The moment Jay-Z met Biggie Smalls
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The moment Jay-Z met Biggie Smalls

Music mogul billionaire Jay-Z (real name Shawn Carter) has become one of the most successful hip-hop artists of all time and, since his emergence in the late 1990s, has sold millions of records. However, before his explosion into the mainstream, Biggie Smalls was the most prominent artist in New York.

Born and raised in the infamously poor Bedford-Stuyvesant neighbourhood of Brooklyn, Carter was raised by his mother. Jay-Z grew up in the 1980s. During this period, Brooklyn was a musical hotspot.

As New York entered the 1990s, the borough became more musically active than the Bronx, to the surprise of many. As a teen, Carter attended several local schools and, along the way, was even classmates with other Brooklyn rappers such as Biggie Smalls and Busta Rhymes. 

When Biggie (real name Christopher Wallace) was releasing his first album, Ready To Diein 1994, Carter was busy setting up his record label alongside Damon Dash. The two were hustlers and had endured similar tribulations while trying to get into the music game. The pair had gone to extreme lengths to raise funds and had both seen the ugly side of Brooklyn. This alone was enough to form a bond between them.

Although Biggie was already flourishing when Roc-A-Fella was first created, he was happy to take Carter under his wing and ensure he knew all the right people in the industry. Wallace wanted to cultivate and nurture the next generation of Brooklyn talent and was happy to help.

That said, during an appearance on Matthew Hoffa’s In My Expert Opinion podcast DJ Clark Kent explained how they met when he set up a studio session to record Brooklyn’s Finest at D&D Studios.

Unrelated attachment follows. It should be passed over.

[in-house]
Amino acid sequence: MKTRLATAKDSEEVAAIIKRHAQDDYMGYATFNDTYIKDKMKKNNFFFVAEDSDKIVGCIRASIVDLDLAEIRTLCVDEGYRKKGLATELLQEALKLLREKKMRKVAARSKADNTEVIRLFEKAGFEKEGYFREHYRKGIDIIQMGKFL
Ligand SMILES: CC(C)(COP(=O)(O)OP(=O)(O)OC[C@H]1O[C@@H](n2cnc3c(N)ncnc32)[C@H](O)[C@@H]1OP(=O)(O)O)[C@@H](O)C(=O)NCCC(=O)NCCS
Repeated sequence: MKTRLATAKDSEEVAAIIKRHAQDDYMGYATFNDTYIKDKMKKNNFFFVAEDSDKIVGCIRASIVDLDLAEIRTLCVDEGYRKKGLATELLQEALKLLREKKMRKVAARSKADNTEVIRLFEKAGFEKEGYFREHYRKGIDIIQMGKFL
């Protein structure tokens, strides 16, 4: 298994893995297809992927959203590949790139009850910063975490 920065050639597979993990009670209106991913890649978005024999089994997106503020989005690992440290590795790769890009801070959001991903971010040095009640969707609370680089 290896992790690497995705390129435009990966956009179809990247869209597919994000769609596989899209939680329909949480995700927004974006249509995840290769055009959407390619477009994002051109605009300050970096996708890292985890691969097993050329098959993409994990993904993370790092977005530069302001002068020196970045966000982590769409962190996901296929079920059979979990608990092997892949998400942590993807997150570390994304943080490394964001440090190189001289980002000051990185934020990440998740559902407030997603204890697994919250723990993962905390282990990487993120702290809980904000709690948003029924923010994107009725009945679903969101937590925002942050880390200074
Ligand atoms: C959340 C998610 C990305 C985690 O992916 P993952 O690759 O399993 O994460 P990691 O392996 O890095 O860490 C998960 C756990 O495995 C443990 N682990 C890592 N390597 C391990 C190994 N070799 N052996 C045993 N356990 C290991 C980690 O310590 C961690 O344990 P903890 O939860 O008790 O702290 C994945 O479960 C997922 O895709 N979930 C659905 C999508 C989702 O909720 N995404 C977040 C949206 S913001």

Speaking about Biggie’s love for the instrumental, Kent began, “So Biggie’s going crazy about this beat and this other beat, and I was like, ‘Yo, I’m going to record this tonight’ because he’s wiling for the whole session, and I’m like, ‘I don’t really wanna hear you talk about this no more’, I’m like ‘Yo come to the studio and wait outside'”. 

He continued, “You gotta trust me to go to the studio and wait outside when you’re Biggie, and you’re on fire! I go upstairs. I track the beat. Jay goes in, he does the record in like 15 minutes, and when he comes out of the studio, which was dumb, I probably should have said it before he went in. When he comes out, I’m like, ‘You gotta put big on this. He was like, ‘I don’t know that n*gga’ and Dame was like, ‘Nah fuck that we ain’t giving Puff no money,’ and I was just like, ‘What?!”

Revealing how he snuck Biggie into the studio, Clark Kent recalled, “I respected it. He was like ‘I Don’t know the n*gga!’ but I was like ‘I do.’ So I go to the bathroom, and the bathroom in D&D is in the hallway near the elevators. I go down in the elevator. I bring Biggie back up and into the studio, and Big and Jay did not say a word they just started laughing. Then Dame goes, ‘Yo Clark, you a funny n*gga!’ The day that they met, they became friends in 1.1 seconds.”

You can listen to DJ Clark Kent’s story and ‘Brooklyn’s Finest’ in the videos below.